Why go now?
Once best known as the world's largest coal port and the birthplace of Dame Shirley Bassey, Cardiff is now renowned for its revived Victorian shopping arcades, craft beer pubs, blossoming arts scene and world-class collection of Impressionist art. It's also the home of Doctor Who.
The Welsh capital is one of 11 British cities hosting Rugby World Cup matches (rugbyworldcup.com), which run until 31 October. Six pool matches, starting with Ireland v Canada today, and two Quarter Finals, will be held at the 74,000-seat Millennium Stadium (1) on Westgate Street (0870 013 8600; millenniumstadium.com).
Trains to Cardiff Central station (2) are operated by First Great Western from London Paddington, Southampton, and Bristol, Arriva Trains Wales from Manchester, and CrossCountry from Birmingham and Nottingham (08457 484950; nationalrail.co.uk). National Express (0871 781 8181; nationalexpress.com) runs coaches from around the UK to Sophia Gardens (3).
Cardiff airport (01446 711 111; cardiff-airport.com) is 12 miles west of the city in Rhoose in the Vale of Glamorgan, with train and bus links to the city centre. The airport is served by Flybe (0871 700 2000; flybe.com) from Edinburgh, Glasgow and Jersey; Eastern Airways (0870 366 9100; easternairways.com) from Aberdeen and Newcastle; and Links Air (0844 800 2411; linksair.co.uk) from Norwich and Anglesey.
Get your bearings
Cardiff city centre grew up on the east side of the River Taff, and you can find out all about its development at The Cardiff Story (4), housed in the Grade II-listed Old Library in The Hayes (029 2078 8334; cardiffstory.com; 10am-4pm daily except Sunday; free).
Around the other side of the building on Working Street is a tourist information point (5). Cardiff's main tourist information centre (029 2087 3573; visitcardiff.com; daily 10am-6pm) is located in the Wales Millennium Centre (6) in Cardiff Bay, a 10-minute bus journey south of the centre.
The Millennium Stadium (1) is opposite Cardiff Central (2). The main shopping area, focused on Queen Street (7) and the St David's Centre (8), is east of the station. To the north are Cardiff Castle (9) and the National Museum Cardiff (10).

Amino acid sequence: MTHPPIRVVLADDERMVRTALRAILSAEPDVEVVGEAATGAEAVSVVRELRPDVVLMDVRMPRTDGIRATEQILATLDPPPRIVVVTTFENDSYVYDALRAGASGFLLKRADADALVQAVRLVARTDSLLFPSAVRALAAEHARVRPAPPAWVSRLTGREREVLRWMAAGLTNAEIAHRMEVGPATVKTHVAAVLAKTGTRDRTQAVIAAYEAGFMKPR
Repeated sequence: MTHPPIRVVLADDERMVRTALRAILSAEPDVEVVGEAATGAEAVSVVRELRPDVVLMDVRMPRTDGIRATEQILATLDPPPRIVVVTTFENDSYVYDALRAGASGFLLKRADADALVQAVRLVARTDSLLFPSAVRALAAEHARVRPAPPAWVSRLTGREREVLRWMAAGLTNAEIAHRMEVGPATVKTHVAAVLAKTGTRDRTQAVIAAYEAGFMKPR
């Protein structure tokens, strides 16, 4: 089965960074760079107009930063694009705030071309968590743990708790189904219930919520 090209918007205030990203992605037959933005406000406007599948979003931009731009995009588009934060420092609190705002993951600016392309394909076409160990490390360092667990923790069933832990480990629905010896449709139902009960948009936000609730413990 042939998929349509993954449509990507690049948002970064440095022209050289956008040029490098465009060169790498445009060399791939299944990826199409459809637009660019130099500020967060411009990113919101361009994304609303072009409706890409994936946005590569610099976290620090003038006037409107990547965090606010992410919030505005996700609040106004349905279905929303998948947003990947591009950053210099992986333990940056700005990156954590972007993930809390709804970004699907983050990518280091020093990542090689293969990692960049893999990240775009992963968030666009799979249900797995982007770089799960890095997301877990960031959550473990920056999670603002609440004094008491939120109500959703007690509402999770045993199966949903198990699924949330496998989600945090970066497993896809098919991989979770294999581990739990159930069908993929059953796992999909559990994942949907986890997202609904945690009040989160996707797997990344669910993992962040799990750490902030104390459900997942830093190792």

The best address in town is the five-star St David's Hotel (11) at Havannah Street in Cardiff Bay (029 2045 4045; thestdavidshotel.com). On the waterfront, the angular, contemporary building has an award-winning marine spa. Doubles from £99, room only.
The Royal Hotel (12), at 88 St Mary Street (029 2055 0750; royalhotelcardiff.com), is where Captain Scott and his crew ate their last meal before their fateful trip to the Antarctic in 1910. The 60 bedrooms have had a boutique makeover and doubles start at £49.95, room only.
On the west side of the River Taff, in a Victorian townhouse, The River House (13) at 59 Fitzhamon Embankment (029 2039 9810; riverhousebackpackers.com) offers the city's best budget accommodation. Doubles from £37, B&B.
A walk in the park
After exploring Cardiff Castle (9), a Victorian Gothic fantasy (029 2087 8100; cardiffcastle.com; daily 9am-6pm (to 5pm from November to February; £12), stroll next door to its former garden, Bute Park (14). Named after the third Marquess of Bute, whose family built the 19th-century pile around its Norman predecessor, the 130-acre green space is famous for its tree collection. Find out about the park's wildlife and history at the Education Centre before picking up a leaflet for a self-led trail.
Lunch on the run
At the entrance to Bute Park, in the crenelated West Lodge on Castle Street, is Pettigrew Tea Rooms (15) (029 2023 5486; pettigrew-tearooms.com). Best known for its delicious cakes, Pettigrew is also open daily for breakfast and light lunches, including a ploughman's made with Welsh ham and cheese (£8).
The most interesting shopping in Cardiff is to be found in the Victorian arcades off St Mary Street. In Castle Arcade, Madame Fromage (16) in unit 18 (029 2064 4888; madamefromage.co.uk) has more than 150 cheeses including around 40 from Wales.
Art lovers should head to Morgan Arcade, where Fountain Fine Art (17) in units 6-8 (029 2034 1449; fountainfineart.com; closed Sunday and Monday) represents 45 leading Welsh artists, sculptors and printmakers. Also here is Spillers (18), in unit 27 (029 2022 4905; spillersrecords.co.uk; closed Sunday), which claims to be the world's oldest record shop.